After a few years of juggling between his day job as an engineer and a part-time instructor, Lee decided to take his passion further. “I realised that this is where my real interest is in, and I want to be part of creating a healthier community here in Malaysia. I wanted to encourage my friends to live a more active life as well. So I quit my stable job, took a leap of faith, and came back home,” he says. Securing himself as the main licenser of Jumping Fitness in Malaysia, Lee set up his studio in Bukit Jalil in December last year.

Lee believes that since this form of exercise is a low-impact one, it is a good start for those for who have never worked out before. He explains that many of the choreography routines improve the body’s core muscles; namely the abdominal muscles, back muscles, as well as the muscles around the pelvis. “Not only does strengthening the core muscles improve your body’s ability to do more physical work, but this also helps your body’s posture. If you start out with bad posture, it can lead to other health problems when you age, because of all the stress on your spine. Back in Korea, even older adults found that their aches and pains lessened after our workouts; my oldest student there was in his 70s!” says Lee.

Those looking at weight-loss may be eager to learn that a Jumping Fitness workout session can help you lose up to between 600 to 1,000 calories, with an average session lasting around 45 minutes to an hour. “More importantly, it also helps you lose belly fat, which according to studies is the number one sign that you may have medical problems such as high-blood pressure, diabetes, or heart issues,” adds Lee.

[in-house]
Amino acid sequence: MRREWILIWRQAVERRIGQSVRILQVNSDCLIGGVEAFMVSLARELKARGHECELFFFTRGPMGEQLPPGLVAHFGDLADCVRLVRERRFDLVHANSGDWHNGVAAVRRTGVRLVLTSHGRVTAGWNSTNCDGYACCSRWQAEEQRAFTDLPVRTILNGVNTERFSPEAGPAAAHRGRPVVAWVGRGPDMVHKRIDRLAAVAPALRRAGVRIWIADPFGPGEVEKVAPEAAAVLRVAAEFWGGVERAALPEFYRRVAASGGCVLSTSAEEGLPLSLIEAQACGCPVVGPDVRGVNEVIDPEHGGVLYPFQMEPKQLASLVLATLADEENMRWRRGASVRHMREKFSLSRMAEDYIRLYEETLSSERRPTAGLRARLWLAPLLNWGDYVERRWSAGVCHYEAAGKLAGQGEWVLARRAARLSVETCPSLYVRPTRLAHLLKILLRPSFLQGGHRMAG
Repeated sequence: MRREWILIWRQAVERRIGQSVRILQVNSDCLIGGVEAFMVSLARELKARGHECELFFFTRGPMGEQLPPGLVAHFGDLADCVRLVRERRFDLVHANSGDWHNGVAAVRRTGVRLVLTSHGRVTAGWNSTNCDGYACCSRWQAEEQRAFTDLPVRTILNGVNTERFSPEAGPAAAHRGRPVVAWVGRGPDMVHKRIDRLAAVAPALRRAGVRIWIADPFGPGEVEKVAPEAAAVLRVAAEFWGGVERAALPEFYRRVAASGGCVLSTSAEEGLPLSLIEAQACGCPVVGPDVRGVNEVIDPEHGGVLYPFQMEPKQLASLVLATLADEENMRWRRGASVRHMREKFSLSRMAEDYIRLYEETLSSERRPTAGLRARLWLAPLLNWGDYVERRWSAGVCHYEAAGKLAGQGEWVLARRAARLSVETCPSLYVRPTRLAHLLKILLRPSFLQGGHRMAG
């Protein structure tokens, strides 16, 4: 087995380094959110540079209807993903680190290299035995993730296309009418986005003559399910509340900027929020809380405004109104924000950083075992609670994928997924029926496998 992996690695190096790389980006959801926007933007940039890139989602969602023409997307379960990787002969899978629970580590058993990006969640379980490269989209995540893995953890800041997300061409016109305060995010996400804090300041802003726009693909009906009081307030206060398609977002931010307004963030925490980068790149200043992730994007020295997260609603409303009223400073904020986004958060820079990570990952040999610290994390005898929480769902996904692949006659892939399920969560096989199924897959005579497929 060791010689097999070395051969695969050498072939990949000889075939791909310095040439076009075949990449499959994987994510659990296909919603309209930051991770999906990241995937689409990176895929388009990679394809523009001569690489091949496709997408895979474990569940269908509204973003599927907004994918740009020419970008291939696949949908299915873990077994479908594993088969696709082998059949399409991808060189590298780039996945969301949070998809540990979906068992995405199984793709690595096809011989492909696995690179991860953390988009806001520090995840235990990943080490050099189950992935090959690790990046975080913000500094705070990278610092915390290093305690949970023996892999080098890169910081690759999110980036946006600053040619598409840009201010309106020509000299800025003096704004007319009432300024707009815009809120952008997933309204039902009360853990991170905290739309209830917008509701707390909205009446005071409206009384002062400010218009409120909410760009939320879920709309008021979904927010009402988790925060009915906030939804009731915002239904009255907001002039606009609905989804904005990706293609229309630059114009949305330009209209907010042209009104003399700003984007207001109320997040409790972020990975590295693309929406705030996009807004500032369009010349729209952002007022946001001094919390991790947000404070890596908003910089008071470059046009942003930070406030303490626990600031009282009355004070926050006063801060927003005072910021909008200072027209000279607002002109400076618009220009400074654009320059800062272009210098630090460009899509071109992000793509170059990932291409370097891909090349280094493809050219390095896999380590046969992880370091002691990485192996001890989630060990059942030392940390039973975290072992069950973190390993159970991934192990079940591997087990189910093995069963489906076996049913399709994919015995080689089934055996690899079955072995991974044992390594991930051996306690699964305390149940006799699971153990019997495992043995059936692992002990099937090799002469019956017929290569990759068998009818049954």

Thanks to the dance-like routines instructors use, the workout also does go a long way in improving one’s balance and coordination. “The choreography is a mix of basic aerobics steps, as well as some K-pop dances and Latin routines like Zumba,” explains Lee. “The music also helps with the psychology of keeping our clients motivated; we use songs that are between 130 to 140 beats per minute, and when you’re listening to energetic music, your body can’t help but move.”

While Lee has not personally experienced clients getting injuries from participating in the exercise, he stresses that there are a number of safety precautions in place. “So for example, we remind clients to lean forwards when they’re on the trampoline, because otherwise there is a chance of you losing your balance and falling backwards. You also have to be mindful with the way you jump, it’s not the same as being on a hard surface. On a trampoline, you have to make sure you land flat on your feet, rather than on your toes,” he explains.

Lee also has a vision to help those who wish to pursue fitness as a full-time endeavour. Aside from offering instructor courses, featuring international “master” trainers, the way Lee runs his business is to build a community of like-minded individuals rather than focusing on cut-throat competition. “I guess it’s inspired by what I saw in Korea; many of the businesses are run by families, and there is a sense of community. So anyone who wants to set up their own Jumping Fitness in their neighbourhood can approach us, and we offer the brand for free. The only thing is that they have to purchase the trampolines from us, because we want to maintain the quality of the equipment being used. The idea is that if there are more instructors and studios, the higher the chance of people making the first step in living a healthier and more active life,” he says.

Comments are closed.